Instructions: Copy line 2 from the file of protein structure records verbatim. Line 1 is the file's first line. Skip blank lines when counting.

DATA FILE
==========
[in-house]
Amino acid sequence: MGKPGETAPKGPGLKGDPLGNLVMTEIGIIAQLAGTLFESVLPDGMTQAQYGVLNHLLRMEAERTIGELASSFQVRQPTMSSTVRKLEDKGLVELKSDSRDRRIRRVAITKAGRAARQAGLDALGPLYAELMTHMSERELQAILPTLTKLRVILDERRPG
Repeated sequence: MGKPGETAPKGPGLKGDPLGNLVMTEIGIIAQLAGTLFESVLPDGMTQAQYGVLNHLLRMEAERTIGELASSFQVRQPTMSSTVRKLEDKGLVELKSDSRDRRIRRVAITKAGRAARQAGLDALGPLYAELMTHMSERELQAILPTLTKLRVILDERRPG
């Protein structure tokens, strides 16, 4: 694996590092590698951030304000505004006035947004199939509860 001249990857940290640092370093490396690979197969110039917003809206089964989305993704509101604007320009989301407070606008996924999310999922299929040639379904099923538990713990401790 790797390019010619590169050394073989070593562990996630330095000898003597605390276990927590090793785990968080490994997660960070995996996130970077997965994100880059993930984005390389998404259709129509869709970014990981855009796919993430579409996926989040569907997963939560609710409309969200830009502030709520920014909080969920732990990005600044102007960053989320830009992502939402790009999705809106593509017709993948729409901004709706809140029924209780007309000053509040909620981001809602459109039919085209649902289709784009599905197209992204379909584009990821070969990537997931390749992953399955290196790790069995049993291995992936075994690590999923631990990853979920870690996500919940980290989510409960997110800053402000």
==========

Amino acid sequence: MGKPGETAPKGPGLKGDPLGNLVMTEIGIIAQLAGTLFESVLPDGMTQAQYGVLNHLLRMEAERTIGELASSFQVRQPTMSSTVRKLEDKGLVELKSDSRDRRIRRVAITKAGRAARQAGLDALGPLYAELMTHMSERELQAILPTLTKLRVILDERRPG